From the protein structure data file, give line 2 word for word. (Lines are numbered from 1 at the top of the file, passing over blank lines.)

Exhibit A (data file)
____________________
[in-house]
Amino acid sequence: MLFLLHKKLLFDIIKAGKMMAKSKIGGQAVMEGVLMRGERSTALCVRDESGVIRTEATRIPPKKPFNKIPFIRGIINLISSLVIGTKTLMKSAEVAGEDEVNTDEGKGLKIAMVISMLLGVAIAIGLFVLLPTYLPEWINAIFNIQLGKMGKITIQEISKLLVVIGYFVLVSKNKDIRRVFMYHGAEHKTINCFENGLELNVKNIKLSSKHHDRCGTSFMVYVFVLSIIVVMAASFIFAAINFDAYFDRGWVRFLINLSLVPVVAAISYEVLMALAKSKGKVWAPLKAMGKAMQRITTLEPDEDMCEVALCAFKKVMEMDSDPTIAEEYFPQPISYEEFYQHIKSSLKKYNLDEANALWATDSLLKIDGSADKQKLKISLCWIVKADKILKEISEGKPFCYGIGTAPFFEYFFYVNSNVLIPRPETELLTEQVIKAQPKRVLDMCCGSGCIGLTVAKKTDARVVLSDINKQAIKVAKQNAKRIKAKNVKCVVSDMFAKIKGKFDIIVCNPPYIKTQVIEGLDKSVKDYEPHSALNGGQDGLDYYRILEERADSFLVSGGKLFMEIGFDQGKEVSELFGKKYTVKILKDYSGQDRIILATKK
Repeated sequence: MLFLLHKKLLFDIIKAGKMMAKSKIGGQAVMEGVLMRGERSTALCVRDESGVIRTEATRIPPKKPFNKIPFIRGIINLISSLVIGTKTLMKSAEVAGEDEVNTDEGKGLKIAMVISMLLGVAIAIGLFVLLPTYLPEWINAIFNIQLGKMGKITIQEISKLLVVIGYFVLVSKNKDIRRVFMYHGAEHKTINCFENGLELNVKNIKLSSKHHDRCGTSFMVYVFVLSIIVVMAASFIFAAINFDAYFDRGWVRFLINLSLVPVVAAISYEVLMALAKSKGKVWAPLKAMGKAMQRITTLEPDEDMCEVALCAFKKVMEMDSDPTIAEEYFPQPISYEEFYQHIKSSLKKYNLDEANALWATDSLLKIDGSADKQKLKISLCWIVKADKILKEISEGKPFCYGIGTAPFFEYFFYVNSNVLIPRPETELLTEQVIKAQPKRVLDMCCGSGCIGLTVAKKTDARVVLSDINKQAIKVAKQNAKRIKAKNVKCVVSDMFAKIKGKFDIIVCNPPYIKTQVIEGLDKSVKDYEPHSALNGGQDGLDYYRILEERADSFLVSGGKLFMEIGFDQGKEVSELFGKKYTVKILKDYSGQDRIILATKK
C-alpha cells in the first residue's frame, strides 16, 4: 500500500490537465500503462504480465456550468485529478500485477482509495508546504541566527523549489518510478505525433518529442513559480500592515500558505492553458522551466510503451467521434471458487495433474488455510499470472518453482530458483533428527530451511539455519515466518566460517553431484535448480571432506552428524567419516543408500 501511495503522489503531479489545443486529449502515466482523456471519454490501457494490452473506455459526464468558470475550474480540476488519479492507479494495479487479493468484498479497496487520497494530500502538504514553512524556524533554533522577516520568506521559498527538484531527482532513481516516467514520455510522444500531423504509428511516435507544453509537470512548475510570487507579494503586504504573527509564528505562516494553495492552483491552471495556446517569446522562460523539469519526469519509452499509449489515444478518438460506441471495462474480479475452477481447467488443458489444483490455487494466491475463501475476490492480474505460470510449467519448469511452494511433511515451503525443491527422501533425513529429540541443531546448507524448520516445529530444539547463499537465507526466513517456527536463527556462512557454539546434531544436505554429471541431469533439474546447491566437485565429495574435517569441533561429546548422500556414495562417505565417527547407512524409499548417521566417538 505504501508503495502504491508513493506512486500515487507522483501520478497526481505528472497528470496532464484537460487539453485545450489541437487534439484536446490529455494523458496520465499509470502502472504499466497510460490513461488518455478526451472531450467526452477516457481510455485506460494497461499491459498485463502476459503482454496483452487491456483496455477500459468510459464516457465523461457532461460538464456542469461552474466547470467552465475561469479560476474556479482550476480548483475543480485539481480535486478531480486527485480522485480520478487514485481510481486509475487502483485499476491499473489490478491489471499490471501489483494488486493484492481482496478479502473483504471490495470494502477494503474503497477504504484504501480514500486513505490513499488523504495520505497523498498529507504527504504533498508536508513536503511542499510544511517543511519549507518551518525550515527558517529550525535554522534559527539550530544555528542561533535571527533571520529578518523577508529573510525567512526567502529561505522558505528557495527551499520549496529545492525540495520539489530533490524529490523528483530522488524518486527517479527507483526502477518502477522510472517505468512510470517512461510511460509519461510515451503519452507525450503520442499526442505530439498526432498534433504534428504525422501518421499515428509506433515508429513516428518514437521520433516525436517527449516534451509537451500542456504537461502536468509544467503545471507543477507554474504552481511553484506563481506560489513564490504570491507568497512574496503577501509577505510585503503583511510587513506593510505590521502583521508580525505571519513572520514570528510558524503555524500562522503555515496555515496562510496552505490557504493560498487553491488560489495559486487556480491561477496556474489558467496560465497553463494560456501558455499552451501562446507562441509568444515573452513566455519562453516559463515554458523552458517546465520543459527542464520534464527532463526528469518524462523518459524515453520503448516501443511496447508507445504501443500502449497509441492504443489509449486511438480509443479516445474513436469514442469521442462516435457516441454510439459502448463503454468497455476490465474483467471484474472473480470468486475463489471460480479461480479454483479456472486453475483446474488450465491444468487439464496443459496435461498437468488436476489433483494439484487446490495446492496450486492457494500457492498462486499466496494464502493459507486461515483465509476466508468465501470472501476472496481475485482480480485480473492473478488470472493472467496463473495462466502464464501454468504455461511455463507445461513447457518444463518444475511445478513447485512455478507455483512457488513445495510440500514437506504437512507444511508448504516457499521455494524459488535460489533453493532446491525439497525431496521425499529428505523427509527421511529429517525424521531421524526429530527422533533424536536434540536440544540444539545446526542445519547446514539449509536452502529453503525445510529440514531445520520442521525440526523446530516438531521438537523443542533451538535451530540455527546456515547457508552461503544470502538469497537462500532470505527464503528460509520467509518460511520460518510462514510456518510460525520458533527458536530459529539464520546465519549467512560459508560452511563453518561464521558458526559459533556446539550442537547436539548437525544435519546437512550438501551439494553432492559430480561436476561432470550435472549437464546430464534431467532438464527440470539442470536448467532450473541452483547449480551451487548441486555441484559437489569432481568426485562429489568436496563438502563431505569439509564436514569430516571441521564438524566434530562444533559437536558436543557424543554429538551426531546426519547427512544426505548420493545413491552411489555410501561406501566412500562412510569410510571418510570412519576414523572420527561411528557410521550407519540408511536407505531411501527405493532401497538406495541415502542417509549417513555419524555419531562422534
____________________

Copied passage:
Amino acid sequence: MLFLLHKKLLFDIIKAGKMMAKSKIGGQAVMEGVLMRGERSTALCVRDESGVIRTEATRIPPKKPFNKIPFIRGIINLISSLVIGTKTLMKSAEVAGEDEVNTDEGKGLKIAMVISMLLGVAIAIGLFVLLPTYLPEWINAIFNIQLGKMGKITIQEISKLLVVIGYFVLVSKNKDIRRVFMYHGAEHKTINCFENGLELNVKNIKLSSKHHDRCGTSFMVYVFVLSIIVVMAASFIFAAINFDAYFDRGWVRFLINLSLVPVVAAISYEVLMALAKSKGKVWAPLKAMGKAMQRITTLEPDEDMCEVALCAFKKVMEMDSDPTIAEEYFPQPISYEEFYQHIKSSLKKYNLDEANALWATDSLLKIDGSADKQKLKISLCWIVKADKILKEISEGKPFCYGIGTAPFFEYFFYVNSNVLIPRPETELLTEQVIKAQPKRVLDMCCGSGCIGLTVAKKTDARVVLSDINKQAIKVAKQNAKRIKAKNVKCVVSDMFAKIKGKFDIIVCNPPYIKTQVIEGLDKSVKDYEPHSALNGGQDGLDYYRILEERADSFLVSGGKLFMEIGFDQGKEVSELFGKKYTVKILKDYSGQDRIILATKK